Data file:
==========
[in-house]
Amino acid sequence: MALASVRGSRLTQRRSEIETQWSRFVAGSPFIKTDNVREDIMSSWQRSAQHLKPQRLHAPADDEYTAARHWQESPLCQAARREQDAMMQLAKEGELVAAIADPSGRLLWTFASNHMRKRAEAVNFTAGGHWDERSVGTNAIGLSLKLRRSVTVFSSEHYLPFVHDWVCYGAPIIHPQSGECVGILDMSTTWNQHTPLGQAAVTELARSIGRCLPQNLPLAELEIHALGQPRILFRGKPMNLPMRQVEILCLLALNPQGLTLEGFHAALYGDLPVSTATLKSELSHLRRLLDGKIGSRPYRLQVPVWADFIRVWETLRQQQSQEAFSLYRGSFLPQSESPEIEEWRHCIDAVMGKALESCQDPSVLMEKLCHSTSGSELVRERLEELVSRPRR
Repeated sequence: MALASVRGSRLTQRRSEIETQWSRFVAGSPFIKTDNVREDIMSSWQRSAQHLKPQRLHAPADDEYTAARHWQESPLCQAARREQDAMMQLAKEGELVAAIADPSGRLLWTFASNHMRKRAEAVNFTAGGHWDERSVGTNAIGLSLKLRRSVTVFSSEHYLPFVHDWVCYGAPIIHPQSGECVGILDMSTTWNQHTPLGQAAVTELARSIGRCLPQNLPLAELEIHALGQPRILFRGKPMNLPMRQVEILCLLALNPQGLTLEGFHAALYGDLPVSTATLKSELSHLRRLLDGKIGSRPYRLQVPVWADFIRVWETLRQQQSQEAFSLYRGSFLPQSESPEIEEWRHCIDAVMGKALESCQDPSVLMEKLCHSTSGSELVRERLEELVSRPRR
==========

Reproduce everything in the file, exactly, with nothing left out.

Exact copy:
[in-house]
Amino acid sequence: MALASVRGSRLTQRRSEIETQWSRFVAGSPFIKTDNVREDIMSSWQRSAQHLKPQRLHAPADDEYTAARHWQESPLCQAARREQDAMMQLAKEGELVAAIADPSGRLLWTFASNHMRKRAEAVNFTAGGHWDERSVGTNAIGLSLKLRRSVTVFSSEHYLPFVHDWVCYGAPIIHPQSGECVGILDMSTTWNQHTPLGQAAVTELARSIGRCLPQNLPLAELEIHALGQPRILFRGKPMNLPMRQVEILCLLALNPQGLTLEGFHAALYGDLPVSTATLKSELSHLRRLLDGKIGSRPYRLQVPVWADFIRVWETLRQQQSQEAFSLYRGSFLPQSESPEIEEWRHCIDAVMGKALESCQDPSVLMEKLCHSTSGSELVRERLEELVSRPRR
Repeated sequence: MALASVRGSRLTQRRSEIETQWSRFVAGSPFIKTDNVREDIMSSWQRSAQHLKPQRLHAPADDEYTAARHWQESPLCQAARREQDAMMQLAKEGELVAAIADPSGRLLWTFASNHMRKRAEAVNFTAGGHWDERSVGTNAIGLSLKLRRSVTVFSSEHYLPFVHDWVCYGAPIIHPQSGECVGILDMSTTWNQHTPLGQAAVTELARSIGRCLPQNLPLAELEIHALGQPRILFRGKPMNLPMRQVEILCLLALNPQGLTLEGFHAALYGDLPVSTATLKSELSHLRRLLDGKIGSRPYRLQVPVWADFIRVWETLRQQQSQEAFSLYRGSFLPQSESPEIEEWRHCIDAVMGKALESCQDPSVLMEKLCHSTSGSELVRERLEELVSRPRR